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What you need to know for 04/23/2017

McCarthy attends forum on homeless vets

McCarthy attends forum on homeless vets

Schenectady Mayor Gary McCarthy was at the White House on Wednesday to exchange ideas with other may

Schenectady Mayor Gary McCarthy was at the White House on Wednesday to exchange ideas with other mayors and government officials across the country on ways to end homelessness among veterans.

The White House event was led by first lady Michelle Obama, the U.S. Department of Housing and Urban Development and the U.S. Department of Veterans Affairs. McCarthy was one of more than 75 government officials who committed to ending veteran homelessness in their communities by 2015. The goal of the initiative is to use the power of federal, local and nonprofit resources to address the issue.

“We don’t have a huge problem when it comes to this,” McCarthy told The Gazette afterward. “Some places like New Orleans still have thousands of homeless vets, while Salt Lake City has completely eliminated their veteran homelessness issue.”

There are fewer than 20 homeless veterans within Schenectady, he said, adding that the figure changes slightly depending on which data are used.

The mayor received an invitation from the first lady to attend the White House event after signing up for the challenge in January at the U.S. Conference of Mayors’ annual winter meeting in Washington.

Over the past three years, the U.S. has seen its homeless veteran population decrease 24 percent. In 2010, the Obama administration set a goal of preventing and ending veteran homelessness by 2015. On Wednesday, the first lady announced the commitment of 77 mayors, four governors and four county officials to meet that goal, and called on more officials to join the cause.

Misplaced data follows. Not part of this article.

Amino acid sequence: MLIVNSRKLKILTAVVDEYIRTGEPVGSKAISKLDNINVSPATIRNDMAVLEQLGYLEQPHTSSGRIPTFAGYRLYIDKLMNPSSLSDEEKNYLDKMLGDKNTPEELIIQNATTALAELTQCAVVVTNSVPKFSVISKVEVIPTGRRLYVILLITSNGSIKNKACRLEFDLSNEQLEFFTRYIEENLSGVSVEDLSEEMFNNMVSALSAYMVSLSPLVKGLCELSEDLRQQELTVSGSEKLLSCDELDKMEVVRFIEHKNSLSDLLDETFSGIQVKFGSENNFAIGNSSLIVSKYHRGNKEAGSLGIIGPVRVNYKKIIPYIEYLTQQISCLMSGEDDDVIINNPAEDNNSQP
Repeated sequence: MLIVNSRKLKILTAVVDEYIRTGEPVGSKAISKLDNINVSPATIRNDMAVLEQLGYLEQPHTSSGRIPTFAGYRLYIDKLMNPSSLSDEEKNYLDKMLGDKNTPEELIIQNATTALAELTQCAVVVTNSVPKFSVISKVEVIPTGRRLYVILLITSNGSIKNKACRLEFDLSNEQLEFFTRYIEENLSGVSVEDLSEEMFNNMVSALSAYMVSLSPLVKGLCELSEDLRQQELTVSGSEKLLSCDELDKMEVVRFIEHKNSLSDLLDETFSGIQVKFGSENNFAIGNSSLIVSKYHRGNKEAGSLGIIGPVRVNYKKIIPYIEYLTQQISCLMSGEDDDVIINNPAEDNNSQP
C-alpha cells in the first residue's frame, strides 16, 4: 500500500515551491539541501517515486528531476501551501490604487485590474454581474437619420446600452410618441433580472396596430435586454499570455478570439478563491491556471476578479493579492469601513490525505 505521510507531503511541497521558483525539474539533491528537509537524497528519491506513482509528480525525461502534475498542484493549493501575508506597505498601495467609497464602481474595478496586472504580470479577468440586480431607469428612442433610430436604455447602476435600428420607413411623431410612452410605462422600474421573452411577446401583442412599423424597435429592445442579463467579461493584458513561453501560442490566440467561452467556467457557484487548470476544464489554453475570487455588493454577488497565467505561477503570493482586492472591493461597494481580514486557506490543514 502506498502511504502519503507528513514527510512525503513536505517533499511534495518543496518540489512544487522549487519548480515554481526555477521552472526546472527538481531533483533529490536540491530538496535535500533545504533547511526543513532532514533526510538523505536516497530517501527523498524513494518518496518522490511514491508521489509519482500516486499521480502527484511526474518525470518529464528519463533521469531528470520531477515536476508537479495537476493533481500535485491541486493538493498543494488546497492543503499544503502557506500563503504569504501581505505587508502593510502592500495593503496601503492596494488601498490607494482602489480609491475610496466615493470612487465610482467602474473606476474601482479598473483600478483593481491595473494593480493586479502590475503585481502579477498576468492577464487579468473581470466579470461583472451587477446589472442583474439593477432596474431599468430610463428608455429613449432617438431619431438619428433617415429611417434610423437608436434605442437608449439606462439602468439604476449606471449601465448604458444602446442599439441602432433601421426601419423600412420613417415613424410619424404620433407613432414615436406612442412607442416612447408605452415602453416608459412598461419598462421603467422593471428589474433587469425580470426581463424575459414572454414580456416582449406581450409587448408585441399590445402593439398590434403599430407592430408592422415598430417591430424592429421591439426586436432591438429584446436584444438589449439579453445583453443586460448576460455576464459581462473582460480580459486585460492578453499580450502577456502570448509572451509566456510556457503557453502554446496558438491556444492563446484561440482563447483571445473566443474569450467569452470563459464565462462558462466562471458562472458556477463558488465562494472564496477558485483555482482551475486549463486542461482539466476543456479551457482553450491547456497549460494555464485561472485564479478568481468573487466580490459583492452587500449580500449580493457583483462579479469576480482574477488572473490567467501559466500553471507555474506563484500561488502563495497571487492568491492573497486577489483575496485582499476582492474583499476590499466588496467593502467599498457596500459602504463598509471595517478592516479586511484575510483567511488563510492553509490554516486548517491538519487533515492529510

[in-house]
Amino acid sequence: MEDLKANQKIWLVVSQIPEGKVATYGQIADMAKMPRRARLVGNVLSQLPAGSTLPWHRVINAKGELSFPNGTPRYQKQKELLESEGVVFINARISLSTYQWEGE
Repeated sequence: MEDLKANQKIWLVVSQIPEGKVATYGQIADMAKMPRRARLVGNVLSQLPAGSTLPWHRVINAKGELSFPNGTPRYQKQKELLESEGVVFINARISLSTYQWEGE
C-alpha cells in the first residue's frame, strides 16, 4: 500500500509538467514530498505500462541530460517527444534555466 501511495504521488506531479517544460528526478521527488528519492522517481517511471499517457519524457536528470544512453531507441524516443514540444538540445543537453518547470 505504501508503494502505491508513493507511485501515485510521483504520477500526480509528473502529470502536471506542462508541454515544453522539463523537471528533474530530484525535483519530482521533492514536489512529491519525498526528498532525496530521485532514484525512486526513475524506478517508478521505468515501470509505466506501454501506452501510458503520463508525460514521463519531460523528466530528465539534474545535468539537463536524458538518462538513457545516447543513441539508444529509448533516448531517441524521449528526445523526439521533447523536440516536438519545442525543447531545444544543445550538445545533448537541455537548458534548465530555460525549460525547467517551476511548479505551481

Part of the event Wednesday included panel discussions and an exchange of ideas on what has worked in some communities and what hasn’t, McCarthy said. He picked up a few ideas he hopes to bring back to the city, he said, but declined to provide specifics.

“I want to work them internally first,” he said. “We all have similar problems, including getting people to work together. It’s got to be a coordinated approach to the problem. So giving someone an apartment or house doesn’t address the underlying mental health issues or drug issues or other issues that may have caused them to become homeless in the first place.”

However Schenectady decides to end its veteran homelessness population, it will be part of the mayor’s larger initiative focusing on home ownership and revitalizing the city’s housing stock.

The federal government is urging communities to use several resources and reforms, including HUD’s Veteran Affairs Supportive Housing program and the VA’s Supportive Services for Veteran Families program.

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